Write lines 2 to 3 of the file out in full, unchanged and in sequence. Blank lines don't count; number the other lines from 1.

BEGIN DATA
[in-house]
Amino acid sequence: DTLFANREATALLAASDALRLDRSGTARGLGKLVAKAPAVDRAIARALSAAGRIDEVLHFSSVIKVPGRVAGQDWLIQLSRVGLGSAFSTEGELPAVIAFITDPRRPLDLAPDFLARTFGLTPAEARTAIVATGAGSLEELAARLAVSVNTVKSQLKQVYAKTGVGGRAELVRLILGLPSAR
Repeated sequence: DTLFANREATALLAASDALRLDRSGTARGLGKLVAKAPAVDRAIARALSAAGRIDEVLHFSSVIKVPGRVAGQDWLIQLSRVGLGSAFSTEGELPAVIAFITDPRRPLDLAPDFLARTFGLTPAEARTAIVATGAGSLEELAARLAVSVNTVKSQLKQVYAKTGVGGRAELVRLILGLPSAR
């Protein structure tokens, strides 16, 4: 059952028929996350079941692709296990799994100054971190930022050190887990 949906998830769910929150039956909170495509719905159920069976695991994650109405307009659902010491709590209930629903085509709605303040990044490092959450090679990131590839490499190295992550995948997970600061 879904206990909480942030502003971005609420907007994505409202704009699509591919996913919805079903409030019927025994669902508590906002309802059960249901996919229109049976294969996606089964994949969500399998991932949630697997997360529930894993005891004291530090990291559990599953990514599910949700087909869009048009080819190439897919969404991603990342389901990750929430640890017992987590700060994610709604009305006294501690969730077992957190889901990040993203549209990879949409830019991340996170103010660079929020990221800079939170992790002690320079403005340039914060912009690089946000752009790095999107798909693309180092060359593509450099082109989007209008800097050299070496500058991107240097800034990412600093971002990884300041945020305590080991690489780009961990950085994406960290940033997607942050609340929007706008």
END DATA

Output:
Amino acid sequence: DTLFANREATALLAASDALRLDRSGTARGLGKLVAKAPAVDRAIARALSAAGRIDEVLHFSSVIKVPGRVAGQDWLIQLSRVGLGSAFSTEGELPAVIAFITDPRRPLDLAPDFLARTFGLTPAEARTAIVATGAGSLEELAARLAVSVNTVKSQLKQVYAKTGVGGRAELVRLILGLPSAR
Repeated sequence: DTLFANREATALLAASDALRLDRSGTARGLGKLVAKAPAVDRAIARALSAAGRIDEVLHFSSVIKVPGRVAGQDWLIQLSRVGLGSAFSTEGELPAVIAFITDPRRPLDLAPDFLARTFGLTPAEARTAIVATGAGSLEELAARLAVSVNTVKSQLKQVYAKTGVGGRAELVRLILGLPSAR